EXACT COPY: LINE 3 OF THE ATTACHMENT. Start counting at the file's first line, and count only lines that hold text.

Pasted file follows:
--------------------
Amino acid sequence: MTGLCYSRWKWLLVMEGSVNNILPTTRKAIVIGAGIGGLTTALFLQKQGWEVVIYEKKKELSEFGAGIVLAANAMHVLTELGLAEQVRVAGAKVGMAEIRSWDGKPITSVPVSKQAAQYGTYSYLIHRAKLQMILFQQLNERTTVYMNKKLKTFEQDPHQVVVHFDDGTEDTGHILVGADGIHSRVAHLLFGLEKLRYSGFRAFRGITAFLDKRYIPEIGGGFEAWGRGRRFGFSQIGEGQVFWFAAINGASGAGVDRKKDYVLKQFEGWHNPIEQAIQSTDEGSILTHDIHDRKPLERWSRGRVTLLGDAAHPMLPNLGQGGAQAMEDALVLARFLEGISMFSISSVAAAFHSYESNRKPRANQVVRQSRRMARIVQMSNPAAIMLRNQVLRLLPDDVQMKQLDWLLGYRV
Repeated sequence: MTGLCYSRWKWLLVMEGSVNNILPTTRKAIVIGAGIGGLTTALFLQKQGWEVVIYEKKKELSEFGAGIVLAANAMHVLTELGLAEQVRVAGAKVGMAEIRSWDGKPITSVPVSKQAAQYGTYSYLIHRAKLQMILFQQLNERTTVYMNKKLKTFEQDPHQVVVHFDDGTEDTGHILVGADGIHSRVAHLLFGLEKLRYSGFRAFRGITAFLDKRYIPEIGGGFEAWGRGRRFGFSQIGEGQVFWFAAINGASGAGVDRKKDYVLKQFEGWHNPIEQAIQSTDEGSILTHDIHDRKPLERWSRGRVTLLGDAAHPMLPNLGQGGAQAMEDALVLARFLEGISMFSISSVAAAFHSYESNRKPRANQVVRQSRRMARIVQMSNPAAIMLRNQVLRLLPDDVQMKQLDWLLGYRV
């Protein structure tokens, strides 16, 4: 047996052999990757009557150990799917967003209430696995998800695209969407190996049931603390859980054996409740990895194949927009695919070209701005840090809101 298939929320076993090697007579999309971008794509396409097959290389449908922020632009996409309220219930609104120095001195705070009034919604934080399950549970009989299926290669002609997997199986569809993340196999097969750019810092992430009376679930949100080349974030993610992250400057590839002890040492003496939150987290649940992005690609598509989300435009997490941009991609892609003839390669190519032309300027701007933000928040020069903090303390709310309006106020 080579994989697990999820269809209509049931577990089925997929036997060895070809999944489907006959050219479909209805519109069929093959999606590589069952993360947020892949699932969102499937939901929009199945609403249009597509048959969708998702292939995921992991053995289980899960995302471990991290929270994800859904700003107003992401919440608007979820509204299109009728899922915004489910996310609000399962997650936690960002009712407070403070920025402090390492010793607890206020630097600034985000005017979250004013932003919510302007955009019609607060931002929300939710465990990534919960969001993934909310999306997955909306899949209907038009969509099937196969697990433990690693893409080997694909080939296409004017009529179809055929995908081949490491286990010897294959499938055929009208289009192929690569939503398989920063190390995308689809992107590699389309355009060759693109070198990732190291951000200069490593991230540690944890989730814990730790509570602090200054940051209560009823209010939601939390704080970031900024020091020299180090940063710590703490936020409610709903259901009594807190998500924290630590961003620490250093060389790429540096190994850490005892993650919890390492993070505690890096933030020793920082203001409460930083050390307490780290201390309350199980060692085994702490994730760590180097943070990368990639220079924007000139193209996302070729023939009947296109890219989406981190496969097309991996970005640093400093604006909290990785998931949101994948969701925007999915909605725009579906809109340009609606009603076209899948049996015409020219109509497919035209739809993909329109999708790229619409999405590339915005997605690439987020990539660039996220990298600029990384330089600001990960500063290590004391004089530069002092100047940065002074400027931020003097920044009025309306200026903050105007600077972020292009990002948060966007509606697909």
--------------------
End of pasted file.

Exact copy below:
């Protein structure tokens, strides 16, 4: 047996052999990757009557150990799917967003209430696995998800695209969407190996049931603390859980054996409740990895194949927009695919070209701005840090809101 298939929320076993090697007579999309971008794509396409097959290389449908922020632009996409309220219930609104120095001195705070009034919604934080399950549970009989299926290669002609997997199986569809993340196999097969750019810092992430009376679930949100080349974030993610992250400057590839002890040492003496939150987290649940992005690609598509989300435009997490941009991609892609003839390669190519032309300027701007933000928040020069903090303390709310309006106020 080579994989697990999820269809209509049931577990089925997929036997060895070809999944489907006959050219479909209805519109069929093959999606590589069952993360947020892949699932969102499937939901929009199945609403249009597509048959969708998702292939995921992991053995289980899960995302471990991290929270994800859904700003107003992401919440608007979820509204299109009728899922915004489910996310609000399962997650936690960002009712407070403070920025402090390492010793607890206020630097600034985000005017979250004013932003919510302007955009019609607060931002929300939710465990990534919960969001993934909310999306997955909306899949209907038009969509099937196969697990433990690693893409080997694909080939296409004017009529179809055929995908081949490491286990010897294959499938055929009208289009192929690569939503398989920063190390995308689809992107590699389309355009060759693109070198990732190291951000200069490593991230540690944890989730814990730790509570602090200054940051209560009823209010939601939390704080970031900024020091020299180090940063710590703490936020409610709903259901009594807190998500924290630590961003620490250093060389790429540096190994850490005892993650919890390492993070505690890096933030020793920082203001409460930083050390307490780290201390309350199980060692085994702490994730760590180097943070990368990639220079924007000139193209996302070729023939009947296109890219989406981190496969097309991996970005640093400093604006909290990785998931949101994948969701925007999915909605725009579906809109340009609606009603076209899948049996015409020219109509497919035209739809993909329109999708790229619409999405590339915005997605690439987020990539660039996220990298600029990384330089600001990960500063290590004391004089530069002092100047940065002074400027931020003097920044009025309306200026903050105007600077972020292009990002948060966007509606697909």